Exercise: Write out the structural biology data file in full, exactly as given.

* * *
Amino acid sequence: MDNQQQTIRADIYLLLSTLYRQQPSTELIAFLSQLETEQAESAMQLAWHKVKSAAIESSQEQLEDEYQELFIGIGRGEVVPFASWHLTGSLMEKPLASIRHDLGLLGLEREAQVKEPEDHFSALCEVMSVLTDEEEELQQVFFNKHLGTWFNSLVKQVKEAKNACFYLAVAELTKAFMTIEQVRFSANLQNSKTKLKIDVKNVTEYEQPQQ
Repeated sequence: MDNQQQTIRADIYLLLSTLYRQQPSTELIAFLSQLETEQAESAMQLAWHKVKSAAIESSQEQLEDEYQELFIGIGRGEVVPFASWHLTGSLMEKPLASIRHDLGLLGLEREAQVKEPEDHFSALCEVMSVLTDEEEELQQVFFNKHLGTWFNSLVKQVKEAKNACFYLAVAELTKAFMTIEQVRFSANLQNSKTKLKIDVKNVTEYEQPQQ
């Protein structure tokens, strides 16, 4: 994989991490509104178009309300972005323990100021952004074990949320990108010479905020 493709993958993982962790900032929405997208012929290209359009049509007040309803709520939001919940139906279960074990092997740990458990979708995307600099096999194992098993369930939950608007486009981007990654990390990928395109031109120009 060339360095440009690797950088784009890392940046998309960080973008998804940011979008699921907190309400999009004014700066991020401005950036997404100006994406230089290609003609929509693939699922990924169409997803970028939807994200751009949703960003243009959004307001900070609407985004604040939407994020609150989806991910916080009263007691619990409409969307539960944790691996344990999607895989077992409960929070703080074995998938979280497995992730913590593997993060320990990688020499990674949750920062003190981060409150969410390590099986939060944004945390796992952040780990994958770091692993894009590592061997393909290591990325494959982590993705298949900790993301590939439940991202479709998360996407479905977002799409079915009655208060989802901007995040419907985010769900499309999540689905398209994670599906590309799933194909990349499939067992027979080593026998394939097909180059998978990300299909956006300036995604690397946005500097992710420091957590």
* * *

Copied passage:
Amino acid sequence: MDNQQQTIRADIYLLLSTLYRQQPSTELIAFLSQLETEQAESAMQLAWHKVKSAAIESSQEQLEDEYQELFIGIGRGEVVPFASWHLTGSLMEKPLASIRHDLGLLGLEREAQVKEPEDHFSALCEVMSVLTDEEEELQQVFFNKHLGTWFNSLVKQVKEAKNACFYLAVAELTKAFMTIEQVRFSANLQNSKTKLKIDVKNVTEYEQPQQ
Repeated sequence: MDNQQQTIRADIYLLLSTLYRQQPSTELIAFLSQLETEQAESAMQLAWHKVKSAAIESSQEQLEDEYQELFIGIGRGEVVPFASWHLTGSLMEKPLASIRHDLGLLGLEREAQVKEPEDHFSALCEVMSVLTDEEEELQQVFFNKHLGTWFNSLVKQVKEAKNACFYLAVAELTKAFMTIEQVRFSANLQNSKTKLKIDVKNVTEYEQPQQ
């Protein structure tokens, strides 16, 4: 994989991490509104178009309300972005323990100021952004074990949320990108010479905020 493709993958993982962790900032929405997208012929290209359009049509007040309803709520939001919940139906279960074990092997740990458990979708995307600099096999194992098993369930939950608007486009981007990654990390990928395109031109120009 060339360095440009690797950088784009890392940046998309960080973008998804940011979008699921907190309400999009004014700066991020401005950036997404100006994406230089290609003609929509693939699922990924169409997803970028939807994200751009949703960003243009959004307001900070609407985004604040939407994020609150989806991910916080009263007691619990409409969307539960944790691996344990999607895989077992409960929070703080074995998938979280497995992730913590593997993060320990990688020499990674949750920062003190981060409150969410390590099986939060944004945390796992952040780990994958770091692993894009590592061997393909290591990325494959982590993705298949900790993301590939439940991202479709998360996407479905977002799409079915009655208060989802901007995040419907985010769900499309999540689905398209994670599906590309799933194909990349499939067992027979080593026998394939097909180059998978990300299909956006300036995604690397946005500097992710420091957590």